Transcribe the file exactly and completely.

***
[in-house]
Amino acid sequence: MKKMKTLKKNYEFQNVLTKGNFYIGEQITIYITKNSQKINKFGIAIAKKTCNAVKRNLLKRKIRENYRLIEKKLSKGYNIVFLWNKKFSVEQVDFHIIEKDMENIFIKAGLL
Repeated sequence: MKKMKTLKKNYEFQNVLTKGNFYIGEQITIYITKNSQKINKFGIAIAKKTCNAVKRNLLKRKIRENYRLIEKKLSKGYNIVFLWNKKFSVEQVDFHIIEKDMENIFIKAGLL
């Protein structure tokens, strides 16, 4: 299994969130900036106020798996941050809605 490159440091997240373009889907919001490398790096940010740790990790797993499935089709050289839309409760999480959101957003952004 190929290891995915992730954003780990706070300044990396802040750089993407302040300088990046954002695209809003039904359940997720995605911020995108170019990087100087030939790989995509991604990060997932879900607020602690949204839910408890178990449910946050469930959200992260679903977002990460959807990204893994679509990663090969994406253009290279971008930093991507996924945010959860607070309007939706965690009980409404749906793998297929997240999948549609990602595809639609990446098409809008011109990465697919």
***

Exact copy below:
[in-house]
Amino acid sequence: MKKMKTLKKNYEFQNVLTKGNFYIGEQITIYITKNSQKINKFGIAIAKKTCNAVKRNLLKRKIRENYRLIEKKLSKGYNIVFLWNKKFSVEQVDFHIIEKDMENIFIKAGLL
Repeated sequence: MKKMKTLKKNYEFQNVLTKGNFYIGEQITIYITKNSQKINKFGIAIAKKTCNAVKRNLLKRKIRENYRLIEKKLSKGYNIVFLWNKKFSVEQVDFHIIEKDMENIFIKAGLL
């Protein structure tokens, strides 16, 4: 299994969130900036106020798996941050809605 490159440091997240373009889907919001490398790096940010740790990790797993499935089709050289839309409760999480959101957003952004 190929290891995915992730954003780990706070300044990396802040750089993407302040300088990046954002695209809003039904359940997720995605911020995108170019990087100087030939790989995509991604990060997932879900607020602690949204839910408890178990449910946050469930959200992260679903977002990460959807990204893994679509990663090969994406253009290279971008930093991507996924945010959860607070309007939706965690009980409404749906793998297929997240999948549609990602595809639609990446098409809008011109990465697919």